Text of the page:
When Greg Schiano became the head coach of the Buccaneers in January, the former college coach hired several of his former assistants at Rutgers, but two of the most important hires – offensive and defensive coordinators – have ties to the team the Bucs will face Sunday, the New York Giants.
Bill Sheridan was the Giants linebackers coach from 2005-08 then replaced Steve Spagnuolo as defensive coordinator in 2009. Although the Giants won a Super Bowl while Sheridan was the LB coach, the defense did not see much success while Sheridan was the DC. Under Spagnuolo in 2008, the Giants defense surrendered 294 total points, fifth best in the NFL. Under Sheridan a year later, New York gave up 427 points, and in five games the Giants surrendered 40 or more points. Sheridan was fired after the season and became the linebackers coach for the Miami Dolphins for two years before spending last season as an assistant at Ohio State.
As Eli Manning’s quarterbacks coach, Mike Sullivan help guide the Giants signal caller to the best season of his career in 2011. On his way to his second Super Bowl victory, Manning threw for 4,933 yards and 29 touchdowns with 16 interceptions. As the Bucs offensive coordinator, the expectations are that Sullivan will develop Josh Freeman into not just a serviceable NFL quarterback, but one of the best in the league.
Before becoming Manning’s QB coach, Sullivan spent 2004-09 as New York’s wide receivers coach, and with two Super Bowl rings as a member of the Giants’ offensive staff, saying Sullivan is familiar with the Giants’ offense is an understatement.
Naturally, without any real knowledge of what the Bucs new offensive system would look like before the season started, speculation that Tampa Bay’s offense would mirror the Giants arose. Sullivan said last week that the Bucs offense will have traits of his former team, but the Buccaneers will also put their own imprint on the playbook.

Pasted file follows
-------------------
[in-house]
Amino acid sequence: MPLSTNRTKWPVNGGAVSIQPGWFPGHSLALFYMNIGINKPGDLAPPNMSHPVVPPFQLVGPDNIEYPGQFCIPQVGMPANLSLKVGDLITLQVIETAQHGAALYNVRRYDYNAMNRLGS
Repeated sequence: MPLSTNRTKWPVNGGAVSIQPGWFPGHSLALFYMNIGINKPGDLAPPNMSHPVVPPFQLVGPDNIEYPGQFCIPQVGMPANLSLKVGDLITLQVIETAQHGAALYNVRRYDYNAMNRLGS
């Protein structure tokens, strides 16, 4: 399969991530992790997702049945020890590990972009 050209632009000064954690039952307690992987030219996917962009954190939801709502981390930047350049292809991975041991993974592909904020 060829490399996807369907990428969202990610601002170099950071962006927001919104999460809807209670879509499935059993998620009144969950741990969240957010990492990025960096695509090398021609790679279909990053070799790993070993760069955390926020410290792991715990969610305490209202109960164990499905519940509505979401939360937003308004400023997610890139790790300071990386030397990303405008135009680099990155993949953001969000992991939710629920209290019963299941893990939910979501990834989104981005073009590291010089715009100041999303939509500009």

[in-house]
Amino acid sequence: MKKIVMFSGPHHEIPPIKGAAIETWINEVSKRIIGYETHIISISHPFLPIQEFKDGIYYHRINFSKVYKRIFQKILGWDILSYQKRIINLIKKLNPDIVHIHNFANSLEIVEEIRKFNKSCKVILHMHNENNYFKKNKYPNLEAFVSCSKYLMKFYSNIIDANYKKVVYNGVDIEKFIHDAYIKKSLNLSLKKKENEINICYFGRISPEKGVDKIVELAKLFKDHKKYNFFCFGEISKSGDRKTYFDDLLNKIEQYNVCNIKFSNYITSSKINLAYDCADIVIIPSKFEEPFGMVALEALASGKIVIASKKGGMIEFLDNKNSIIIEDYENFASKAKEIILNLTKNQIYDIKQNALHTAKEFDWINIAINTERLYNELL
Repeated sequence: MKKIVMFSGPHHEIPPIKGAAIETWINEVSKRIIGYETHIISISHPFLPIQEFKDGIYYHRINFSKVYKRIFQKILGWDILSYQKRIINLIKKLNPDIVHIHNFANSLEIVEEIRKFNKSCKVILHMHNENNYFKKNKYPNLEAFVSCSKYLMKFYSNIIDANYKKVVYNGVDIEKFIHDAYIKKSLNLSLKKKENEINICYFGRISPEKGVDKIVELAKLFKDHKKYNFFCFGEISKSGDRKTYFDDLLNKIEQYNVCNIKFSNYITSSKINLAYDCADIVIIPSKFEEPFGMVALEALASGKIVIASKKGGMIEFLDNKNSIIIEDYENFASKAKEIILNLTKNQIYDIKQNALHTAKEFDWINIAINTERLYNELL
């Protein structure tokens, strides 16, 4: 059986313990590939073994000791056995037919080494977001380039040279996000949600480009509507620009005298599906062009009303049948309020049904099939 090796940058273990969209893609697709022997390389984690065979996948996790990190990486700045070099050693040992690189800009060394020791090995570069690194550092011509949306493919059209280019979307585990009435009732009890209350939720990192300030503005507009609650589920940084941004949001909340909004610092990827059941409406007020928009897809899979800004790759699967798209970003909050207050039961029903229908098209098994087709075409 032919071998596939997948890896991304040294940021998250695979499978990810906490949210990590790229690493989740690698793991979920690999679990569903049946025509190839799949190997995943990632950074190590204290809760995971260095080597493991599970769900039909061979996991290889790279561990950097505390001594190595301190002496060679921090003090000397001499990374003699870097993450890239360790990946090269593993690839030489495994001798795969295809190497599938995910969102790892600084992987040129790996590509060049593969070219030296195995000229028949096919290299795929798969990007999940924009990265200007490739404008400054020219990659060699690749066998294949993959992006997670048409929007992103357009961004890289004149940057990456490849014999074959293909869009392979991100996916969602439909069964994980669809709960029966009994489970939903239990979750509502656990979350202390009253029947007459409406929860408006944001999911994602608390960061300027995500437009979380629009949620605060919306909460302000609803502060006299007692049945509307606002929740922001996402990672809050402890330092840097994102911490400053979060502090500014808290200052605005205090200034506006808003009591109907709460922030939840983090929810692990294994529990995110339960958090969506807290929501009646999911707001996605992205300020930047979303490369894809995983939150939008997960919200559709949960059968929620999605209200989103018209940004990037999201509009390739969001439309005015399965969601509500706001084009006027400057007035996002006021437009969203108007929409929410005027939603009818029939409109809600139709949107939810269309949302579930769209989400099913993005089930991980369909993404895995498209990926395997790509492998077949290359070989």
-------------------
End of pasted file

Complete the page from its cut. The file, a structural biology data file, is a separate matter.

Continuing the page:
“We certainly have some carryover, as you’d expect, but we have our own identity.” Sullivan said. “We have to feature what our players can do and focus on the resources that we have and there’s a resolve and an intent from our head coach to learn football, that’s something I’m very attuned with and very much a believer in as well and so ultimately, it’s just trying to put those guys in the right spots and to say it’s a carbon copy and exactly the same – it’s like the similarities in all offenses. I appreciate it’s a copycat league, but we’re going to put our own fingerprints on things.”
As the Bucs and Giants prepare for the matchup, many assume Sullivan and to a degree Sheridan give the Buccaneers an edge, something both head coaches refuted Wednesday. In a conference call with Tampa Bay media on Wednesday, Tom Coughlin said the biggest problem will be with communications.
“I think there will be some communication issues.” Coughlin said. “They (Sullivan and Sheridan) are both fine coaches and both of them have been here in this system. And we’ve had, we’re familiar with the terminology as we are familiar with pretty much the offensive terminology Tampa used. They’ll be some things that we’ll [have] to be aware of, and I’m sure they’ll have to do that same.”
Schiano was asked in his post-practice press conference how much Sullivan can help him this week.